In this year’s annual publication, Issue Papers: 2017 Legislative Session, the Department of Legislative Services (DLS) details the emergence of short-term residential rentals and how tax requirements are regulated in Maryland – calling attention to the fact that counties and municipalities throughout the state are considering how to regulate this relatively new phenomenon.
The term “short-term residential rentals” or “STRRs” refers to the recent trend of homeowners renting their property for short periods of time via an online platform/marketplace, which charges guests a fee per rental. Popular such online platforms include Airbnb, Flipkey, Homeway, and VRBO.
Last session, the Senate Budget & Tax and House Ways & Means committees considered SB 776 / HB 1361, Hotel Rental Tax and Sales and Use Tax – Limited Residential Lodging, a complicated bill seeking to tax online hosting platforms – with the online company “Airbnb” taking center stage in the policy debate. MACo supported the bill with amendments to correctly identify commercial transactions and the appropriate components of the taxable base, to limit the administrative costs of state regulation to those direct and reasonable costs attributed to its collection, preserve local action already in place and not override or pre-empt this action, and explicitly rule out any inadvertent preemption of local zoning, safety ordinances, code requirements, or other matters traditionally and properly the province of local governments. After the hearings, no further action was taken by either committee. It is anticipated that legislation on this issue will re-emerge this session.
From the report:
Various large and small cities throughout the country regulate STRRs. According to the Short Term Rental Advocacy Center in terms of statewide laws, Florida enacted a measure in 2011 that prohibits a local government from passing any new law that bans STRRs. This law was amended in 2014 to allow some limited regulation by cities. Arizona enacted a similar statewide ban earlier this year, and while the New York legislature also passed a similar statewide ban, the measure has not yet been signed into law.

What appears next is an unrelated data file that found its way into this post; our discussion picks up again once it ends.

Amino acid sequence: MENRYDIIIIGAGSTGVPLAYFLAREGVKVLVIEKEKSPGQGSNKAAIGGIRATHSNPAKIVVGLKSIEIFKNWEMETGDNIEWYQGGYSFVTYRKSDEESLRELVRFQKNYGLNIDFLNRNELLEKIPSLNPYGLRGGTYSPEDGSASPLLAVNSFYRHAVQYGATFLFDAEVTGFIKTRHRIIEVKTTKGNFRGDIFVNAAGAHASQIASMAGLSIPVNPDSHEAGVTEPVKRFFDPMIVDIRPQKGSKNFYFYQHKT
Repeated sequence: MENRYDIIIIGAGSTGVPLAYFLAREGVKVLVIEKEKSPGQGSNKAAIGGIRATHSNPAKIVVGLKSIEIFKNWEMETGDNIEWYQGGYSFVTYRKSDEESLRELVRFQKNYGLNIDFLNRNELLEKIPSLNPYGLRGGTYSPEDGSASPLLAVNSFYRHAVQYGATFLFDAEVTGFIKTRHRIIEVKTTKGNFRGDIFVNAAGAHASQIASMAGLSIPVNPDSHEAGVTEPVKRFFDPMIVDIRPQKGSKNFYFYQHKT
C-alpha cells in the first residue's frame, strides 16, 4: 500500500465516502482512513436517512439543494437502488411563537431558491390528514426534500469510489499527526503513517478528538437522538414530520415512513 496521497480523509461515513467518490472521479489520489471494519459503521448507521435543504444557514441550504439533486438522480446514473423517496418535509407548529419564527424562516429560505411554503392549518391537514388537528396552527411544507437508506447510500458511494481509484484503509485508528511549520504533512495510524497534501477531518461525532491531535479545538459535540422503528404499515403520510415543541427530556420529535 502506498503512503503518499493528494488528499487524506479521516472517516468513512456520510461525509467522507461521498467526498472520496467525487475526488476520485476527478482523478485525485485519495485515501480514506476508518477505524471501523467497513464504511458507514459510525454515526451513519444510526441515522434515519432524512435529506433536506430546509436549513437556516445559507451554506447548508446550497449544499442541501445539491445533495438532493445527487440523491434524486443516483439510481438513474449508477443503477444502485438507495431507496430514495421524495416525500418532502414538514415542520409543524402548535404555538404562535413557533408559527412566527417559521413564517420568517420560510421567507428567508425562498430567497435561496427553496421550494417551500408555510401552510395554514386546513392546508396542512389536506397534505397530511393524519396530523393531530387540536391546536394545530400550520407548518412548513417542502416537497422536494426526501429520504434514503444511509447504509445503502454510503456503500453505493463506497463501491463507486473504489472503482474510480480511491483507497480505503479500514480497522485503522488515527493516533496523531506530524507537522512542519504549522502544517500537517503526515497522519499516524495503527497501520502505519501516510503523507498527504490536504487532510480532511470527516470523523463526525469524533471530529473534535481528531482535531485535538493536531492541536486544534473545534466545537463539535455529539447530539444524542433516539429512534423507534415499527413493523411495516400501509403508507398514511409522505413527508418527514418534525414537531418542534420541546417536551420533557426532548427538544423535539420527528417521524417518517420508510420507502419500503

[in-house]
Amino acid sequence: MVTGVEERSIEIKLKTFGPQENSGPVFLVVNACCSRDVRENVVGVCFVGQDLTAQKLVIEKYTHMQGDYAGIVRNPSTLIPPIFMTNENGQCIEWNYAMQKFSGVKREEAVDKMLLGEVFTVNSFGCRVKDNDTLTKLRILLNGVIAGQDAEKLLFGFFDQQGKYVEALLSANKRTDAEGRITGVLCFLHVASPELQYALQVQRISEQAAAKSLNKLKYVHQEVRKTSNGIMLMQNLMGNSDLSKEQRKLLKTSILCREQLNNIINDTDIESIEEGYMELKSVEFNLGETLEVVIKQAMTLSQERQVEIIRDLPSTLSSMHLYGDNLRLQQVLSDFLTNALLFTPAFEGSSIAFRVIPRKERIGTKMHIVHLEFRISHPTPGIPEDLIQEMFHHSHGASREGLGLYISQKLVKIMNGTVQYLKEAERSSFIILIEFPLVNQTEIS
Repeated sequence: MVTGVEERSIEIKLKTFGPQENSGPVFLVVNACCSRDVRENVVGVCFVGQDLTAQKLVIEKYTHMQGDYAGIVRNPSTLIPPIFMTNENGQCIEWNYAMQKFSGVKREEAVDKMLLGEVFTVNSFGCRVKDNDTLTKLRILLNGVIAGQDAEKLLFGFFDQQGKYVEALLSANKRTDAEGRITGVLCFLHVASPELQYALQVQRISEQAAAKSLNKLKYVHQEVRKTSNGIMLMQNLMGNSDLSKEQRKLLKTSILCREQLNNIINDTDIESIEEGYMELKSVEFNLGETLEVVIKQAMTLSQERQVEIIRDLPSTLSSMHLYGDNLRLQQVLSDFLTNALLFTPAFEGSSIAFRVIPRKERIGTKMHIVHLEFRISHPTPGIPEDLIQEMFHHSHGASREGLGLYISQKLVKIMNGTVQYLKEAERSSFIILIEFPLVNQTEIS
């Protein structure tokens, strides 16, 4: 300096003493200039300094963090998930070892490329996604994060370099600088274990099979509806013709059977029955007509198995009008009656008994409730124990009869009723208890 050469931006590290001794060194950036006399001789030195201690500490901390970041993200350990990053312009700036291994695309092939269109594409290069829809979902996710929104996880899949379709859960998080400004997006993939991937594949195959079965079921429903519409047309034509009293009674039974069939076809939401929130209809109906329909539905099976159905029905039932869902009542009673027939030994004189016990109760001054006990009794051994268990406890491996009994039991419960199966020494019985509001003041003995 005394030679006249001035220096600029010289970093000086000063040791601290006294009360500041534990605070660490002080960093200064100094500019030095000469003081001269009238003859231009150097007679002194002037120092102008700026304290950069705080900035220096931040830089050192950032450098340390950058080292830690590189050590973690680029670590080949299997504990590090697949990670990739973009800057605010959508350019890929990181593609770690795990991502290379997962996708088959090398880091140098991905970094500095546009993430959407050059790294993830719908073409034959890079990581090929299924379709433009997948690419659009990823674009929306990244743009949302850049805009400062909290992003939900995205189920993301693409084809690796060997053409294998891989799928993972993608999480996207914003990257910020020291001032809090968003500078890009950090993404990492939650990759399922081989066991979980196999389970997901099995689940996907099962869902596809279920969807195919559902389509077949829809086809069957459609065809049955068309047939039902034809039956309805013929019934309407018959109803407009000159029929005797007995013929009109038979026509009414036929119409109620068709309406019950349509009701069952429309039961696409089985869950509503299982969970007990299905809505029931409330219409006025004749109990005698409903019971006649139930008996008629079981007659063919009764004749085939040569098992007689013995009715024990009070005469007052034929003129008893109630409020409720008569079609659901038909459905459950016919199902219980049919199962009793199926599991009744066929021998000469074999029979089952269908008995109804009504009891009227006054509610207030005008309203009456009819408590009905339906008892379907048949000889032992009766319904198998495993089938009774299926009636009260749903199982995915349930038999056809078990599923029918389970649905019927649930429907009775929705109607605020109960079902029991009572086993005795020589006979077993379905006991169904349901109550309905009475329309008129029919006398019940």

The rental of a house or a room in a hotel, motel, bed and breakfast, or house is generally subject to the State sales and use tax and a county hotel rental tax. A limited number of municipalities also impose a hotel rental tax. A municipal hotel rental tax applies in a similar manner to the county hotel rental tax for the county in which the municipality is located. A house or room rented in a house through an online marketplace is generally subject to the State sales and use tax. Under a county hotel rental tax, the particular definition of hotel and the language applying the tax will impact the taxability of a transaction completed through an online marketplace.
The 6% State sales and use tax is imposed on an accommodation, defined as a right to occupy a room or lodging as a transient guest. A room in a hotel, motel, B&B, or house offered for rent satisfies this definition for State sales and use tax purposes. Airbnb is a STRR that allows people to list and find houses or rooms for rent. It is likely that the Comptroller will consider an online marketplace such as Airbnb that facilitates the sale or use of a house or room to be an intermediary. As an accommodations intermediary, Airbnb is required to collect and remit the State sales and use tax on the full amount of the consideration paid by a buyer for the sale or use of an accommodation. The Comptroller’s Office requires an entity or individual that rents a home or part of a home as a transient accommodation to remit the State sales and use tax. The Comptroller’s Office advises that entities that advertise or otherwise make known to the public that transient accommodations are available to rent, are more easily identifiable then individual homeowners providing such accommodations.
Each county has the authority to impose a hotel rental tax with rates ranging from 3.0% to 9.5%. The authority to impose the hotel rental tax varies depending on how the authority is granted. There are two variations in county hotel rental tax laws that may impact the application of the tax to a transaction made through an online marketplace like Airbnb. A transaction through Airbnb may be excluded either because the facility does not meet the definition of hotel or the hotel rental tax provisions exclude the type of transaction.
The individual or entity required to collect the hotel rental tax and the charge on which the tax is paid vary by county. In the majority of the counties, Airbnb does not meet the statutory definition of a hotel and is, therefore, not required to collect the tax. If an online marketplace is not required to collect the hotel rental tax, the establishment offering the rental may still be required to collect and remit the hotel rental tax. Five counties and Baltimore City have adopted provisions addressing the issue of intermediary sales through online marketplaces (Anne Arundel, Baltimore, Harford, Howard, and Montgomery).